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Unemployed Men Still Do Less Housework Than Women


Possibly the only upside to being unemployed, as long as it doesn’t go on too long, is finally having enough time to take care of your living space and spend time with your children, if you have them. But as The Upshot‘s Josh Katz recently discovered, even unemployment looks different, depending on whether you’re a man or a woman.


(Photo Credit: Sport Suburban/Flickr)

In a recent post, Katz examined the American Time Use Survey to see how the sexes spend their time, when they’re out of work. The sample size was 147 unemployed men and 147 unemployed women.

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“Nonworkers spend much more time doing housework,” Katz writes. “Men without jobs, in particular, spend more time watching television, while women without jobs spend more time taking care of others.”

The average unemployed woman spent six hours a day doing what was broadly labeled “housework” — paying bills, cleaning, cooking, working on car or yard maintenance, etc. — while men spent less than three hours on the same. A fifth of the unemployed women in the sample group spent the bulk of their day caring for others, including children and relatives, while around 8 percent of men did the same. Men were more than twice as likely to spend the bulk of their day watching TV or movies, or enjoying leisure activities like reading, relaxing, or surfing the internet.

Why is all this important? Well, for one thing, it indicates the possibility of ingrained cultural expectations that affect women’s careers and earning power. PayScale’s data indicate that the gender wage gap is at least partly due to women choosing careers that pay less and offer more flexibility, but it becomes hard to blame women for making these choices, if they’re going to wind up doing the bulk of the unpaid domestic labor around the house, no matter what.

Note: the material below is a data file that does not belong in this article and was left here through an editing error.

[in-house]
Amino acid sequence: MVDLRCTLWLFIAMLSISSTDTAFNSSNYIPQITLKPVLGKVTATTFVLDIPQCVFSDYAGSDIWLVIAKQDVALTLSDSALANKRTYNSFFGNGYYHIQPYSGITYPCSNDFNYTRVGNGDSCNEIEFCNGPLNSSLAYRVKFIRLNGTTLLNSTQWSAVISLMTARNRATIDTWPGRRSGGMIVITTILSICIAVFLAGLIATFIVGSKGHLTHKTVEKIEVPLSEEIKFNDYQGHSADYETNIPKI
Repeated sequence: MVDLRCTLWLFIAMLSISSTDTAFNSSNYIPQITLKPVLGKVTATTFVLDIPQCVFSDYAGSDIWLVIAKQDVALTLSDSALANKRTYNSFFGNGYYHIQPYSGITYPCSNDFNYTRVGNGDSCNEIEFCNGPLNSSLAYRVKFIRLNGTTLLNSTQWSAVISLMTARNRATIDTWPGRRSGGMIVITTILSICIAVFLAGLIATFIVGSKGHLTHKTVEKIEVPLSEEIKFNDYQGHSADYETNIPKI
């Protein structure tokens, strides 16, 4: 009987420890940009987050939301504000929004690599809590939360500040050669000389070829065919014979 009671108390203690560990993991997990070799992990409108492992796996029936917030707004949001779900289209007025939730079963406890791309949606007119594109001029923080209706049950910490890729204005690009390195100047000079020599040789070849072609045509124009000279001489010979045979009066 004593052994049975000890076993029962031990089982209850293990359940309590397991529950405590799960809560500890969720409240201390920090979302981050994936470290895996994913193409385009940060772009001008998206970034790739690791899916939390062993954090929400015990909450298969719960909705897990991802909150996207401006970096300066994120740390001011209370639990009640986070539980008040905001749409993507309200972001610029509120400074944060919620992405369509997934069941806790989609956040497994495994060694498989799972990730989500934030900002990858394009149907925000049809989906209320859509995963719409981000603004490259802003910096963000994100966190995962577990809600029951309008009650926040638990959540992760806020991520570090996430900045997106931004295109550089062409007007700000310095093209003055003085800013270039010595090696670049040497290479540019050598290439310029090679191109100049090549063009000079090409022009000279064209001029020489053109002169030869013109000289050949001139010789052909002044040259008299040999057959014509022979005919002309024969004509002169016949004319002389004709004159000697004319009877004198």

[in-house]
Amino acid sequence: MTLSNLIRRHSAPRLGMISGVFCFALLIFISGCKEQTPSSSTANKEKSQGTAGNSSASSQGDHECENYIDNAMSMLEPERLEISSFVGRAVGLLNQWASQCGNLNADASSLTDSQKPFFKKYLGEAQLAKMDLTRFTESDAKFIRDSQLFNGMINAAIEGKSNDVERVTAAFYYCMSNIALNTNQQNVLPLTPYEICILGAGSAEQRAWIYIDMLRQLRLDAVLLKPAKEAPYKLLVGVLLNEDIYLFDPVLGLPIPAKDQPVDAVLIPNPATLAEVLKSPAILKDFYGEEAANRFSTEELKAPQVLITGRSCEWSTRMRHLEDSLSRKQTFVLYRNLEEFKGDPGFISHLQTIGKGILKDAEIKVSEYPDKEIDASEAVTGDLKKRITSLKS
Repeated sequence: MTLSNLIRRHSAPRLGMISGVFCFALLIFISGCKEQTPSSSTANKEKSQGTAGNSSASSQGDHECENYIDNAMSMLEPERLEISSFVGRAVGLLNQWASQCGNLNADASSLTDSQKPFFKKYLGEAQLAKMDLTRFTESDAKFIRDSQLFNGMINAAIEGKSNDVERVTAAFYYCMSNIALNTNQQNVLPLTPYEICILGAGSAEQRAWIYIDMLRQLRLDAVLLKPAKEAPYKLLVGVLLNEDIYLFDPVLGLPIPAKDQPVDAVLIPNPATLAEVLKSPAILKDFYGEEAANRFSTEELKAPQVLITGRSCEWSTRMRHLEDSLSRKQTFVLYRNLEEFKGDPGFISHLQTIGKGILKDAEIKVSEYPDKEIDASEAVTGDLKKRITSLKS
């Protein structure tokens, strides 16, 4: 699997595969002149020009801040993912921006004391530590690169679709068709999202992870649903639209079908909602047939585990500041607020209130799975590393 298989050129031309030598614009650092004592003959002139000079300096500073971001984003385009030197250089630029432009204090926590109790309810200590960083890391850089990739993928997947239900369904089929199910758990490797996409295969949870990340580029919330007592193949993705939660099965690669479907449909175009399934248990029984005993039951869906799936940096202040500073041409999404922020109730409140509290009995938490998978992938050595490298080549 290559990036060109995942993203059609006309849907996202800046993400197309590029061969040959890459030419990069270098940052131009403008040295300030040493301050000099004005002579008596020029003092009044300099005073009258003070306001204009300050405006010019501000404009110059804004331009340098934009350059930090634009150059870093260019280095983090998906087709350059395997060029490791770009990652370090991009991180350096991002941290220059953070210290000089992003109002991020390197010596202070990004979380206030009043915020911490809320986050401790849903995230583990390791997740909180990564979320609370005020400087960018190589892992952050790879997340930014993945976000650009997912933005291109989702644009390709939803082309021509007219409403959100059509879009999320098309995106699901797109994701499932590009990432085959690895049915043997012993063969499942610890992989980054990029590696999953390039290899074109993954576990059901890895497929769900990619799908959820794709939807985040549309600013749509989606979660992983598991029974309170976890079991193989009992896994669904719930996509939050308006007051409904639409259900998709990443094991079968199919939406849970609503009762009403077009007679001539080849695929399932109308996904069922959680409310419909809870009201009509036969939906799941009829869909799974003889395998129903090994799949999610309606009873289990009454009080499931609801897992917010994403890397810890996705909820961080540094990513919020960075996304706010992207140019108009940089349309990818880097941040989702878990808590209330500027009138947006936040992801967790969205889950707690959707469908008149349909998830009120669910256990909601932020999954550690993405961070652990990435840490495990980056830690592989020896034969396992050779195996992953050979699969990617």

“…[T]he most obvious conclusion is that women handle most housework and child care not because they have more time at home than men to handle this work, but because it’s understood as their duty to get this work done in a way that is not true for men,” writes Amanda Marcotte at Slate. “Perhaps women derive more of their identity from housework and child care than men do, so that when they are unemployed, it feels more obvious to use that time to take care of children and clean things than it does for men. But also perhaps more women are nonemployed because their housework and child care duties make work outside the home impossible.”

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Jen Hubley Luckwaldt
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Re: “Why is all this important? Well, for one thing, it indicates the possibility of ingrained cultural expectations that affect women’s careers and earning power.” Suppose women were continuously denied any rights whatsoever in the world of work, the productive world. Suppose men had always had all the rights in the world of children, the REproductive world, and continued to demand even more rights in that world. What would feminists say? At a minimum, this: “How dare men control all… Read more »

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